Warsaw should have two new bridges by the end of 2010. The designs have to be ready by the end of March 2008, when we announce the tender to choose the contractors. This will take a few months, but construction could get underway before the year is out, provided the appeals process doesn't drag on. Work will commence on the eastern part of the city center beltway this year and strategic arteries are going to be upgraded as well.

Apart from these massive transport and sporting projects, the Copernicus Science Center and the Museum of the History of Polish Jews will be completed by 2012. These projects are important for the city's image. Finally, I should mention that the quality of Warsaw's public space is going to improve considerably before the championships.

Is the Polish capital ready to play host to soccer fans today?
No, we're not ready yet. At least a dozen new hotels, each having 200-300 rooms, will have to be built in the city between now and 2012, according to preliminary estimates. Every hotel in every host city is going to be booked out if the average 60,000 people expected at every match is accurate.

Warsaw's hotels are spacious but they mainly cater for business guests. Guests coming for Euro 2012, on the other hand, will mainly be soccer fans and tourists. This means that we need more affordable hotels. We're also planning to put up temporary "Euro 2012 villages."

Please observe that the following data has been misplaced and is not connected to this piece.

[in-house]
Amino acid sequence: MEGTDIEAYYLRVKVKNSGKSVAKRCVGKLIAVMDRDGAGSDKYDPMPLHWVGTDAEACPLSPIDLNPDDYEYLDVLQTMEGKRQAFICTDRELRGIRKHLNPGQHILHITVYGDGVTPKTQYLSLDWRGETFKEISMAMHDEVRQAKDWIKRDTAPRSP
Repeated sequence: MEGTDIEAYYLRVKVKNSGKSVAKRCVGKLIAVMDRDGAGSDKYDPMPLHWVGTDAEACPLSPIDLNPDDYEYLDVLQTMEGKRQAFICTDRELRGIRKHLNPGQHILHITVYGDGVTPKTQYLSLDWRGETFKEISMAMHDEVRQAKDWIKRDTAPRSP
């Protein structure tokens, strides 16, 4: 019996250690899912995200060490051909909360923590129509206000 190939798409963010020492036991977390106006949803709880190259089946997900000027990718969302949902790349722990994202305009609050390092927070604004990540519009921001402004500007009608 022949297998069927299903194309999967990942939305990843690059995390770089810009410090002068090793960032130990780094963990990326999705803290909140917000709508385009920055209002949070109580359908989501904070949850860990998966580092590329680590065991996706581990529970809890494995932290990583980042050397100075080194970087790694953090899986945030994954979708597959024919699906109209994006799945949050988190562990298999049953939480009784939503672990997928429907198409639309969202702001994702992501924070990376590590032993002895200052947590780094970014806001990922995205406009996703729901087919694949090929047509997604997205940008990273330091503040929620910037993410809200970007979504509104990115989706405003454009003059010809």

Warsaw has proposed an incentive for investors to help improve the hotel and tourist base. The City Council exempted new projects from real estate tax Jan. 1. This includes hotels, boarding houses, and tourist and sporting operations. The Investor Service Department has prepared a list of prime locations for new hotels. We are counting on Warsaw's hotel base growing by several dozen percent between now and the start of Euro 2012.

Apart from building road/transport and sporting infrastructure and getting hotels ready, we also have to look at security and medical assistance. A special team headed by one of my deputies is going to be responsible for these matters. Euro 2012 is being planned to the last detail.